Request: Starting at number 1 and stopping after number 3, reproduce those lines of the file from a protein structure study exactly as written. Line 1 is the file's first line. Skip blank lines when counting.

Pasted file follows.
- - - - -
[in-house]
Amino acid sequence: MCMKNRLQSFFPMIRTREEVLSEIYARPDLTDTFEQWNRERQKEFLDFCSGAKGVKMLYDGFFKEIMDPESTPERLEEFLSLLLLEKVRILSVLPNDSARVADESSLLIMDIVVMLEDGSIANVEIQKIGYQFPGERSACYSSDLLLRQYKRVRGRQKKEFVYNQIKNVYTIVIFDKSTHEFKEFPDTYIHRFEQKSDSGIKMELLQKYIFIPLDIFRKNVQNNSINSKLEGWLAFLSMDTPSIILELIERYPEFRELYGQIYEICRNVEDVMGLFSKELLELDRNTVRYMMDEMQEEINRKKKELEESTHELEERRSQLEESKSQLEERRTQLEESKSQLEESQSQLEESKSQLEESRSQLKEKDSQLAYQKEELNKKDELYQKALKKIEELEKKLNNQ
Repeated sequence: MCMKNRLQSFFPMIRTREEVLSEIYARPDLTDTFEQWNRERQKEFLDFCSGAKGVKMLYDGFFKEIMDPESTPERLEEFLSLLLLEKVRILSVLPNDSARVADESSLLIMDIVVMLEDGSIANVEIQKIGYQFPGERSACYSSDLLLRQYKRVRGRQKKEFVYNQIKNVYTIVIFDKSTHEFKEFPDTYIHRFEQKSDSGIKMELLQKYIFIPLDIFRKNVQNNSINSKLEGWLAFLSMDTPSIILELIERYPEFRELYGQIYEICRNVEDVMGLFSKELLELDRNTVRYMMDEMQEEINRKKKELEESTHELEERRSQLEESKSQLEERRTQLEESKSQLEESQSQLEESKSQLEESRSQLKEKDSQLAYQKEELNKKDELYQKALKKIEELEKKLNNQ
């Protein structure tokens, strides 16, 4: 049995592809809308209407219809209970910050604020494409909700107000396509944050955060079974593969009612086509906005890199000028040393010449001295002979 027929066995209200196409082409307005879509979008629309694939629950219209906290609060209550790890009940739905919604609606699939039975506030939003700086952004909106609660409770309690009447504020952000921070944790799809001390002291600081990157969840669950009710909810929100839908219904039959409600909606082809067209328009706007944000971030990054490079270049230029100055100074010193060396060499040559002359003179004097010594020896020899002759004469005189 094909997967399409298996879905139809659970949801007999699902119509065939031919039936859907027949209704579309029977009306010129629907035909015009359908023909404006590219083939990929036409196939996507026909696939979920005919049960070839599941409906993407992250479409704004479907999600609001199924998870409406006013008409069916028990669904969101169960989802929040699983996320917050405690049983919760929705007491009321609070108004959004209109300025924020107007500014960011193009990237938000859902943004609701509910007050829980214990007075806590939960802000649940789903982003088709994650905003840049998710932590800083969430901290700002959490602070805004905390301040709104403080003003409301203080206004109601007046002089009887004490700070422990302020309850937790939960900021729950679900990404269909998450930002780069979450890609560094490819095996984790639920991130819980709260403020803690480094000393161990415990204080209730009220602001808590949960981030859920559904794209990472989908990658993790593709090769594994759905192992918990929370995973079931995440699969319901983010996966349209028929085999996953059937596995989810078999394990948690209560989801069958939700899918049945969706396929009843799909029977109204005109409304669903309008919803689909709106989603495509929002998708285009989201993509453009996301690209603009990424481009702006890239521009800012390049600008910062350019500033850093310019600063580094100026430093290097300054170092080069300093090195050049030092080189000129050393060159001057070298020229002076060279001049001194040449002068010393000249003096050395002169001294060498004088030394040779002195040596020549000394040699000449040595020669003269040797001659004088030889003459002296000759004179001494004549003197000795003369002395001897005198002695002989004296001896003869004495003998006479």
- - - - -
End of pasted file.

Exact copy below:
[in-house]
Amino acid sequence: MCMKNRLQSFFPMIRTREEVLSEIYARPDLTDTFEQWNRERQKEFLDFCSGAKGVKMLYDGFFKEIMDPESTPERLEEFLSLLLLEKVRILSVLPNDSARVADESSLLIMDIVVMLEDGSIANVEIQKIGYQFPGERSACYSSDLLLRQYKRVRGRQKKEFVYNQIKNVYTIVIFDKSTHEFKEFPDTYIHRFEQKSDSGIKMELLQKYIFIPLDIFRKNVQNNSINSKLEGWLAFLSMDTPSIILELIERYPEFRELYGQIYEICRNVEDVMGLFSKELLELDRNTVRYMMDEMQEEINRKKKELEESTHELEERRSQLEESKSQLEERRTQLEESKSQLEESQSQLEESKSQLEESRSQLKEKDSQLAYQKEELNKKDELYQKALKKIEELEKKLNNQ
Repeated sequence: MCMKNRLQSFFPMIRTREEVLSEIYARPDLTDTFEQWNRERQKEFLDFCSGAKGVKMLYDGFFKEIMDPESTPERLEEFLSLLLLEKVRILSVLPNDSARVADESSLLIMDIVVMLEDGSIANVEIQKIGYQFPGERSACYSSDLLLRQYKRVRGRQKKEFVYNQIKNVYTIVIFDKSTHEFKEFPDTYIHRFEQKSDSGIKMELLQKYIFIPLDIFRKNVQNNSINSKLEGWLAFLSMDTPSIILELIERYPEFRELYGQIYEICRNVEDVMGLFSKELLELDRNTVRYMMDEMQEEINRKKKELEESTHELEERRSQLEESKSQLEERRTQLEESKSQLEESQSQLEESKSQLEESRSQLKEKDSQLAYQKEELNKKDELYQKALKKIEELEKKLNNQ